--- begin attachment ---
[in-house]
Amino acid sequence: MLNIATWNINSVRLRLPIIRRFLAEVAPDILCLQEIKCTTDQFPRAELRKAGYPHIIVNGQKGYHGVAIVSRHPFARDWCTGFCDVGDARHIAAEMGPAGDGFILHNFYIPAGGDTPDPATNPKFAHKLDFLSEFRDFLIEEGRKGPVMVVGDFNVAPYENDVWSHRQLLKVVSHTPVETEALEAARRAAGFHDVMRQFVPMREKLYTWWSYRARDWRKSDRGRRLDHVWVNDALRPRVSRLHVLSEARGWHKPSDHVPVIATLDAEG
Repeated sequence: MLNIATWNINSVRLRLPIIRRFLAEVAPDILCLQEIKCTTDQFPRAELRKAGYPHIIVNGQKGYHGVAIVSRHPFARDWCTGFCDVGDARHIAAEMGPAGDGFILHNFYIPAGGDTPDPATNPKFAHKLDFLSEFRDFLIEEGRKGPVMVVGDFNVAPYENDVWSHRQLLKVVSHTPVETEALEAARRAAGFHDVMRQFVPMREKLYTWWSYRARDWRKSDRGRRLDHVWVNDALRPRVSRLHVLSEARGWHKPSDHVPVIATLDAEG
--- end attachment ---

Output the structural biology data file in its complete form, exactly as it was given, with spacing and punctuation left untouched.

[in-house]
Amino acid sequence: MLNIATWNINSVRLRLPIIRRFLAEVAPDILCLQEIKCTTDQFPRAELRKAGYPHIIVNGQKGYHGVAIVSRHPFARDWCTGFCDVGDARHIAAEMGPAGDGFILHNFYIPAGGDTPDPATNPKFAHKLDFLSEFRDFLIEEGRKGPVMVVGDFNVAPYENDVWSHRQLLKVVSHTPVETEALEAARRAAGFHDVMRQFVPMREKLYTWWSYRARDWRKSDRGRRLDHVWVNDALRPRVSRLHVLSEARGWHKPSDHVPVIATLDAEG
Repeated sequence: MLNIATWNINSVRLRLPIIRRFLAEVAPDILCLQEIKCTTDQFPRAELRKAGYPHIIVNGQKGYHGVAIVSRHPFARDWCTGFCDVGDARHIAAEMGPAGDGFILHNFYIPAGGDTPDPATNPKFAHKLDFLSEFRDFLIEEGRKGPVMVVGDFNVAPYENDVWSHRQLLKVVSHTPVETEALEAARRAAGFHDVMRQFVPMREKLYTWWSYRARDWRKSDRGRRLDHVWVNDALRPRVSRLHVLSEARGWHKPSDHVPVIATLDAEG